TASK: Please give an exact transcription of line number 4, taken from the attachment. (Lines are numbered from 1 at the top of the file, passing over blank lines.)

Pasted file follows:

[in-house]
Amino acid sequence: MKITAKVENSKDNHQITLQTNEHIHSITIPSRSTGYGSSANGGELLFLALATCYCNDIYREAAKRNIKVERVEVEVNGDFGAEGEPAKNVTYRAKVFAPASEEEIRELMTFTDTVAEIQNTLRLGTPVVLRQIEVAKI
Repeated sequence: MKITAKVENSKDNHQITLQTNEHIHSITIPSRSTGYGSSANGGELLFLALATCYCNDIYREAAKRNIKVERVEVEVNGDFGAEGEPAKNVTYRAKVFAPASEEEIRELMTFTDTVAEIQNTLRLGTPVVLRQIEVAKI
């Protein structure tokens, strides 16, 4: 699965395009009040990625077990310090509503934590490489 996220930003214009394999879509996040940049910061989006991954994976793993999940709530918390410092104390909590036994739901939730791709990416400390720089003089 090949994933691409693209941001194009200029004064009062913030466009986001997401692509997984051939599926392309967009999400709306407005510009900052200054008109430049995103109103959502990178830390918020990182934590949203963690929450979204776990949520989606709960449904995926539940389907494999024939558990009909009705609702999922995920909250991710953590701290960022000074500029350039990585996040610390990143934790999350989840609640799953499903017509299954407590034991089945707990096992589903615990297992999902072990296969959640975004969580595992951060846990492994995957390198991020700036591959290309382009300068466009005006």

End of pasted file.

């Protein structure tokens, strides 16, 4: 699965395009009040990625077990310090509503934590490489 996220930003214009394999879509996040940049910061989006991954994976793993999940709530918390410092104390909590036994739901939730791709990416400390720089003089 090949994933691409693209941001194009200029004064009062913030466009986001997401692509997984051939599926392309967009999400709306407005510009900052200054008109430049995103109103959502990178830390918020990182934590949203963690929450979204776990949520989606709960449904995926539940389907494999024939558990009909009705609702999922995920909250991710953590701290960022000074500029350039990585996040610390990143934790999350989840609640799953499903017509299954407590034991089945707990096992589903615990297992999902072990296969959640975004969580595992951060846990492994995957390198991020700036591959290309382009300068466009005006």